Conceptually, there’s plenty of stuff that could work. Relying on a setup similar to The Cell, watching a character enter the mind of another (and seeing the visual effect choice that comes with it), only to deal with some kind of demonic force, has an inherently fun ring to it from a horror standpoint. There’s one set-piece involving a character contorting their body in otherworldly ways that should be better than it is. And yet, these aspects and more do not add up to a whole lot.
More than anything, Demonic just doesn’t really know how to assemble all the tricks it has up its sleeves for a more compelling picture. For a film made during the lockdown, I can appreciate the stripped-down nature of it. However, the story plays very linearly and doesn’t take many chances to go wild with the ideas it has in play. I get that Blomkamp has plenty of creativity to share; I just hope he can find a better way to harness it next time.
Where To Watch: Available in theaters on August 20, 2021, and on VOD on August 27, 2021.
The Setup: An idealistic young New York City public defender (John Boyega) burned out by the system, on the brink of disbarment, and seeing signs of the universe collapsing all around him, decides to rob a multi-million drug deal of one of his clients.
Review: It’s hard not to admire how director Chase Palmer throws his audience into Naked Singularity with an assured hand. The film oozes with style, playing as either a movie from someone with years of experience that just decided to throw it all in or as a debut film (which it is) from a director putting in everything but the kitchen sink in case there’s not another chance to. Regardless, while not entirely successful, the film is very watchable, which can go a long way.
A lot of this comes from Boyega, who I continue to believe to be a shining star. His role here may be a cliché of sorts, but, for one thing, an idealistic black lawyer is unique in itself. Plus, he’s a screw-up. Rather than watch a picture of perfection push his way through various situations, we have a guy who (while well-meaning) is in over his head constantly, making for a vulnerable lead that I have a genuine concern for. He is joined by a solid cast, including Olivia Cooke, Bill Skarsgard, and Ed Skrein (playing up his skeevy evilness, as usual).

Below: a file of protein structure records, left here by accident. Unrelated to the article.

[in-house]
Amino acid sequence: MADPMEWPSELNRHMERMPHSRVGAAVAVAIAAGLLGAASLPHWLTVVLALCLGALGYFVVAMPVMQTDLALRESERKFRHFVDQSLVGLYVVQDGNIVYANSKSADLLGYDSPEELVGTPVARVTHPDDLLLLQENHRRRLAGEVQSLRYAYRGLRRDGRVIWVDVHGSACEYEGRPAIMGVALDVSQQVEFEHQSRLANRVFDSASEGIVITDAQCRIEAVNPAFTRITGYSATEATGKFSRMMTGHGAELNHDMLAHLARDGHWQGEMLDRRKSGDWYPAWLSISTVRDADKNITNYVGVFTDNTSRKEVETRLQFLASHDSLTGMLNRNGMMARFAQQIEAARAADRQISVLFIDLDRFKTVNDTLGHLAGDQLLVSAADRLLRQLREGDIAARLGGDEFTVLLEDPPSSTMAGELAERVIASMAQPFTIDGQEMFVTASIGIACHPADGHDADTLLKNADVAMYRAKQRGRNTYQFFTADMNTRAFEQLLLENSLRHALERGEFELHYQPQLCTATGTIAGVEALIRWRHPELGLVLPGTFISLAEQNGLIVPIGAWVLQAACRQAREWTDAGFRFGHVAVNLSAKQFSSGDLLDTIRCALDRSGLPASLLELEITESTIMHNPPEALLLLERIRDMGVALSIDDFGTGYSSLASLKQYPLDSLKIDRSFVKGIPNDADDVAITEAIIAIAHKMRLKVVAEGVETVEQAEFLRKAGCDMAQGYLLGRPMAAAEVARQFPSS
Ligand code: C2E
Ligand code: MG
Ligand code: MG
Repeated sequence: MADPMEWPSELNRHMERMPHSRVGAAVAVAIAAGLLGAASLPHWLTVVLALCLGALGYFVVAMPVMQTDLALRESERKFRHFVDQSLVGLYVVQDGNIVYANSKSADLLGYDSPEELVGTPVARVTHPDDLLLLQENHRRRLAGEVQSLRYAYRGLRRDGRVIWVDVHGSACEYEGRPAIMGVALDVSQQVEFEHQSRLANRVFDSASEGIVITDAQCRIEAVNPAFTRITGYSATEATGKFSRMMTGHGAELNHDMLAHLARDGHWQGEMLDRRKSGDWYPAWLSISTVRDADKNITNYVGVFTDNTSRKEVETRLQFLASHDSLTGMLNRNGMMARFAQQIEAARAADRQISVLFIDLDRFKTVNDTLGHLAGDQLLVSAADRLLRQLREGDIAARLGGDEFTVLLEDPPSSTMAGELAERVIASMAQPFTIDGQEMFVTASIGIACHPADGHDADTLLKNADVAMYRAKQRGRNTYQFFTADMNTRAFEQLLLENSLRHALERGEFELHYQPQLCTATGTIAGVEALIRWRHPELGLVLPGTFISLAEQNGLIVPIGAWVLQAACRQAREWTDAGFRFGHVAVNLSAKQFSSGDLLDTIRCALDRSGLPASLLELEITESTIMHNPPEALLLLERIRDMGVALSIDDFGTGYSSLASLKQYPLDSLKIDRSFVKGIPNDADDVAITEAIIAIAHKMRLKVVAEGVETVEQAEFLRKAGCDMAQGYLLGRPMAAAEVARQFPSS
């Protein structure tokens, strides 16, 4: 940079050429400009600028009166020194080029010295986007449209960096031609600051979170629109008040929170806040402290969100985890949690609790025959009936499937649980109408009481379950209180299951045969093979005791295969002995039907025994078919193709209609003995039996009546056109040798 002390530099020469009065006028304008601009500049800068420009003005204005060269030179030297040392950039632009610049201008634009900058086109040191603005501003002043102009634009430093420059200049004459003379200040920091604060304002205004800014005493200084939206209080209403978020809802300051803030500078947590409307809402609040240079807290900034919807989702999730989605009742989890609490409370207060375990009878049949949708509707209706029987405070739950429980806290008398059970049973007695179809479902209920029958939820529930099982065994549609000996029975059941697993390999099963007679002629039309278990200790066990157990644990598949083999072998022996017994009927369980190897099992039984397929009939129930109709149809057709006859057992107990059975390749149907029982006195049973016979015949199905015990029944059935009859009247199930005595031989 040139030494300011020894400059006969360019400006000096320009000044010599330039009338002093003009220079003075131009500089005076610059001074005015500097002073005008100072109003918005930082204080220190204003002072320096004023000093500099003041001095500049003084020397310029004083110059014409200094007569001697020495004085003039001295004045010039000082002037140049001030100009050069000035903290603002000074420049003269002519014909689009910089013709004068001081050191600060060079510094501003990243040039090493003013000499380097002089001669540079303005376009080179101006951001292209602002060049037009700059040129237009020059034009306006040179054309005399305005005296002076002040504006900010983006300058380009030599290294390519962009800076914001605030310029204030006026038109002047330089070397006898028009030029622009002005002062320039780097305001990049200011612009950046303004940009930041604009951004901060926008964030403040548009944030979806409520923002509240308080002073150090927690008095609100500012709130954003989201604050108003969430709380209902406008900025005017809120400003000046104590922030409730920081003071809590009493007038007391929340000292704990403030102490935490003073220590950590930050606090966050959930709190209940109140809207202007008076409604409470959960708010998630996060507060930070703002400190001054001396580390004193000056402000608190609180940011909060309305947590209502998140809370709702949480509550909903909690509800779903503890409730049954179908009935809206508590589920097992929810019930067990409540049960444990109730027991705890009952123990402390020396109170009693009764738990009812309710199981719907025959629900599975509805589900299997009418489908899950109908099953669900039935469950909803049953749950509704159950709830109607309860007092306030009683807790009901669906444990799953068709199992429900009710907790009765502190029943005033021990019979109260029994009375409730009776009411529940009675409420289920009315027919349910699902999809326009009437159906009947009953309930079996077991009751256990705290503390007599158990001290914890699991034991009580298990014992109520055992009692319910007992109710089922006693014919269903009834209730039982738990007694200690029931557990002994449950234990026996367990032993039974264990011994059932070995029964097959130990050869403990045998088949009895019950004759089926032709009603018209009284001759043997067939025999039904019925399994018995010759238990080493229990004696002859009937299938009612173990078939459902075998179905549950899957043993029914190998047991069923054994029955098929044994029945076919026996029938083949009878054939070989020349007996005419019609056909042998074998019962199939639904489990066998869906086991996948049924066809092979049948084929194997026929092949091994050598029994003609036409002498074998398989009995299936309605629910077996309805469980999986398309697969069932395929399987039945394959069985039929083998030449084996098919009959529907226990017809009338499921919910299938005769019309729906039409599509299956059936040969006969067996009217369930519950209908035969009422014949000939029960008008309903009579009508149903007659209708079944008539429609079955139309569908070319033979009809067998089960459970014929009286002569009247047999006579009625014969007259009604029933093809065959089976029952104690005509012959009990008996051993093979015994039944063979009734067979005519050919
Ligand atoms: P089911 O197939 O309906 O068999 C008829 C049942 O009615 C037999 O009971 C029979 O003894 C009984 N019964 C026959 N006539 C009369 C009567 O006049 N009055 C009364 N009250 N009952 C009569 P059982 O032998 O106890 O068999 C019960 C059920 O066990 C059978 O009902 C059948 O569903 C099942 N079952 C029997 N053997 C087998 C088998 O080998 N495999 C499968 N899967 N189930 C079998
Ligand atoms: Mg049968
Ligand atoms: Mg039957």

While based on a 2008 novel, there’s plenty of energy and wild spins on the legal thriller unfolding that this plays less like Grisham for millennials and more like the 90s wave of crime-comedies getting another push. That means finding a balance for all the style on display to make sure we care about more than just one character. So, as a violent, brash, attention-seeking piece of entertainment, there’s a lot to work with until there isn’t.
As things wind toward their conclusion, audiences will have seen heist plots play out, a threatening villain pushed to certain limits, the inclusion of gangsters that are not the kind one would expect, and a romantic angle for good measure. Not all of it works, but, again, it’s pretty watchable.
Where To Watch: Now available in theaters and on VOD.
The Setup: A closely observed psychological portrait of four women, separated by class, politics, race, and religion, whose lives are bound together by an incident on the New York City subway.
Review: While not necessarily a traditional anthology film, it is neat to see another movie melding together multiple unique stories concerning women connected by thematic elements. For example, Kelly Reichardt’s Certain Women was a successful attempt at taking three short stories and breathing life into them through her quiet, introspective filmmaking nature. On the other hand, Materna takes a louder, more overt route to accomplish its goals, and the results are a bit mixed.
Indie film regular Kate Lyn Sheil leads the first segment, which is the most ambiguous, as it follows a woman working on some kind of VR job that is balanced with calls from her nagging mother. It’s here where the title begins to make sense, as every segment deals with some kind of situation concerning motherhood. The third segment, for example, is the most involving, as it features Lindsay Burdge as a wealthy, white conservative mother dealing with a son that’s been suspended from school for making bigoted remarks. She’s also squaring off with her liberal brother Gabe (a terrific Rory Culkin), who attempts to be a voice of reason.